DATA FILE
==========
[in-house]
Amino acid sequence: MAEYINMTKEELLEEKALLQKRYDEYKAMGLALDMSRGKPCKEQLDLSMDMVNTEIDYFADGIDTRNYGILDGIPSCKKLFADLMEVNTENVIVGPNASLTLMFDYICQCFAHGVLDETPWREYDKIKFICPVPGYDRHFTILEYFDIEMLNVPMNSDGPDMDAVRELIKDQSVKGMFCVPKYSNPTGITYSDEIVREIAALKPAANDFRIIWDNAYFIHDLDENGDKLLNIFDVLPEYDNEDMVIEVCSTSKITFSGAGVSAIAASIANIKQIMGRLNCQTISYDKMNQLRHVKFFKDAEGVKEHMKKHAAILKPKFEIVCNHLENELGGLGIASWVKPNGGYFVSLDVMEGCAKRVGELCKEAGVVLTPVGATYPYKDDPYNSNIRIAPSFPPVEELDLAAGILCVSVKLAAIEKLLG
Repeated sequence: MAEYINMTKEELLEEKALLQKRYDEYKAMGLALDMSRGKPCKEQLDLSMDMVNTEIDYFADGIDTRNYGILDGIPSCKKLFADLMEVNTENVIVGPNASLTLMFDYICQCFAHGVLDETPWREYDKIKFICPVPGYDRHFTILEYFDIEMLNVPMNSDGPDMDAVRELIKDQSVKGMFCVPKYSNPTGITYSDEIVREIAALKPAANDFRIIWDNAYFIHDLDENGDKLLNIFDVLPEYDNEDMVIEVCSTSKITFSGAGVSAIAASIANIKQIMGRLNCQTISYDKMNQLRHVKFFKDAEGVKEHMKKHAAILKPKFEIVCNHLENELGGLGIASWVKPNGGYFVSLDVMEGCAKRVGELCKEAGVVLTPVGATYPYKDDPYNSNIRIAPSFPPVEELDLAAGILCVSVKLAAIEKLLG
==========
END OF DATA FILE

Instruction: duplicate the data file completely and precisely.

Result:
[in-house]
Amino acid sequence: MAEYINMTKEELLEEKALLQKRYDEYKAMGLALDMSRGKPCKEQLDLSMDMVNTEIDYFADGIDTRNYGILDGIPSCKKLFADLMEVNTENVIVGPNASLTLMFDYICQCFAHGVLDETPWREYDKIKFICPVPGYDRHFTILEYFDIEMLNVPMNSDGPDMDAVRELIKDQSVKGMFCVPKYSNPTGITYSDEIVREIAALKPAANDFRIIWDNAYFIHDLDENGDKLLNIFDVLPEYDNEDMVIEVCSTSKITFSGAGVSAIAASIANIKQIMGRLNCQTISYDKMNQLRHVKFFKDAEGVKEHMKKHAAILKPKFEIVCNHLENELGGLGIASWVKPNGGYFVSLDVMEGCAKRVGELCKEAGVVLTPVGATYPYKDDPYNSNIRIAPSFPPVEELDLAAGILCVSVKLAAIEKLLG
Repeated sequence: MAEYINMTKEELLEEKALLQKRYDEYKAMGLALDMSRGKPCKEQLDLSMDMVNTEIDYFADGIDTRNYGILDGIPSCKKLFADLMEVNTENVIVGPNASLTLMFDYICQCFAHGVLDETPWREYDKIKFICPVPGYDRHFTILEYFDIEMLNVPMNSDGPDMDAVRELIKDQSVKGMFCVPKYSNPTGITYSDEIVREIAALKPAANDFRIIWDNAYFIHDLDENGDKLLNIFDVLPEYDNEDMVIEVCSTSKITFSGAGVSAIAASIANIKQIMGRLNCQTISYDKMNQLRHVKFFKDAEGVKEHMKKHAAILKPKFEIVCNHLENELGGLGIASWVKPNGGYFVSLDVMEGCAKRVGELCKEAGVVLTPVGATYPYKDDPYNSNIRIAPSFPPVEELDLAAGILCVSVKLAAIEKLLG